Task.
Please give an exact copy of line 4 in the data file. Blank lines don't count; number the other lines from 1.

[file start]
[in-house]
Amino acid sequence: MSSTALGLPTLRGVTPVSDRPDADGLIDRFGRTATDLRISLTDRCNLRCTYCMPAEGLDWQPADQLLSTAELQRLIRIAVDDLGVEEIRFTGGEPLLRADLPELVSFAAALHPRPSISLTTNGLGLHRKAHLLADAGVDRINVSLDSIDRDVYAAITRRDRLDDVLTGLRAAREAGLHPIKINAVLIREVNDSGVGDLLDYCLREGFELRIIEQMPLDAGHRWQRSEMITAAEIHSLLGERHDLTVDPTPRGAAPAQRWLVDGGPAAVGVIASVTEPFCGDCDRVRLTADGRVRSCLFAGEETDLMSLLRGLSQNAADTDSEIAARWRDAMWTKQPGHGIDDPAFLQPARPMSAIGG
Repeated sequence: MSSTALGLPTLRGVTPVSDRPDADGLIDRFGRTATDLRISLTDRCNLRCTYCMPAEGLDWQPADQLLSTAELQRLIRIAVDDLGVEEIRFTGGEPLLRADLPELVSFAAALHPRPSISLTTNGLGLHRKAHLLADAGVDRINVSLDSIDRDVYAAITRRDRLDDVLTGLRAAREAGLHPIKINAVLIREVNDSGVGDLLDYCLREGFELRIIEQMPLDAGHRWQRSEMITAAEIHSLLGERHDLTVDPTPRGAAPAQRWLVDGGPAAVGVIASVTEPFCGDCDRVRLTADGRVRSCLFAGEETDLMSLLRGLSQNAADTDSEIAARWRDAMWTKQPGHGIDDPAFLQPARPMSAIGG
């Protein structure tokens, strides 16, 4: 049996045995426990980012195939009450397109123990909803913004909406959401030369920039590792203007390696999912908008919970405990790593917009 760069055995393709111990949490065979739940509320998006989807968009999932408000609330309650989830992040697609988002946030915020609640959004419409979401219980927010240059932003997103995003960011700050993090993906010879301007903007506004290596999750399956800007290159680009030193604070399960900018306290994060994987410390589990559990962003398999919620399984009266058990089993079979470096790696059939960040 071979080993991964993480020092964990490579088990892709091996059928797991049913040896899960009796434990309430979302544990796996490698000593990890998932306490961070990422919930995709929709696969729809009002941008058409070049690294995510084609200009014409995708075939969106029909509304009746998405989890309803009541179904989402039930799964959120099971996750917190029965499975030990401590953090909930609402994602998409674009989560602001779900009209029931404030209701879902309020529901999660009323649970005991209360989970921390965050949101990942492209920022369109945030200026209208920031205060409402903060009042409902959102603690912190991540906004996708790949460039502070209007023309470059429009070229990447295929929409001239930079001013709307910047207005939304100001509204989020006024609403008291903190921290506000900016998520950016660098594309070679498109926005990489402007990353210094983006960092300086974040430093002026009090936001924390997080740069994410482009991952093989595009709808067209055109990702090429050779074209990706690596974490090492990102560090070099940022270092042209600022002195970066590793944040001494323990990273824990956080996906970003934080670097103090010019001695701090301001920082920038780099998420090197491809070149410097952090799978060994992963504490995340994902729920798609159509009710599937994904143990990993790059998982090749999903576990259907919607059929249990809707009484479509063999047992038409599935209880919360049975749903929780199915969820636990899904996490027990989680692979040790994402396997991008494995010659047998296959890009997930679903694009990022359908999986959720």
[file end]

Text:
């Protein structure tokens, strides 16, 4: 049996045995426990980012195939009450397109123990909803913004909406959401030369920039590792203007390696999912908008919970405990790593917009 760069055995393709111990949490065979739940509320998006989807968009999932408000609330309650989830992040697609988002946030915020609640959004419409979401219980927010240059932003997103995003960011700050993090993906010879301007903007506004290596999750399956800007290159680009030193604070399960900018306290994060994987410390589990559990962003398999919620399984009266058990089993079979470096790696059939960040 071979080993991964993480020092964990490579088990892709091996059928797991049913040896899960009796434990309430979302544990796996490698000593990890998932306490961070990422919930995709929709696969729809009002941008058409070049690294995510084609200009014409995708075939969106029909509304009746998405989890309803009541179904989402039930799964959120099971996750917190029965499975030990401590953090909930609402994602998409674009989560602001779900009209029931404030209701879902309020529901999660009323649970005991209360989970921390965050949101990942492209920022369109945030200026209208920031205060409402903060009042409902959102603690912190991540906004996708790949460039502070209007023309470059429009070229990447295929929409001239930079001013709307910047207005939304100001509204989020006024609403008291903190921290506000900016998520950016660098594309070679498109926005990489402007990353210094983006960092300086974040430093002026009090936001924390997080740069994410482009991952093989595009709808067209055109990702090429050779074209990706690596974490090492990102560090070099940022270092042209600022002195970066590793944040001494323990990273824990956080996906970003934080670097103090010019001695701090301001920082920038780099998420090197491809070149410097952090799978060994992963504490995340994902729920798609159509009710599937994904143990990993790059998982090749999903576990259907919607059929249990809707009484479509063999047992038409599935209880919360049975749903929780199915969820636990899904996490027990989680692979040790994402396997991008494995010659047998296959890009997930679903694009990022359908999986959720």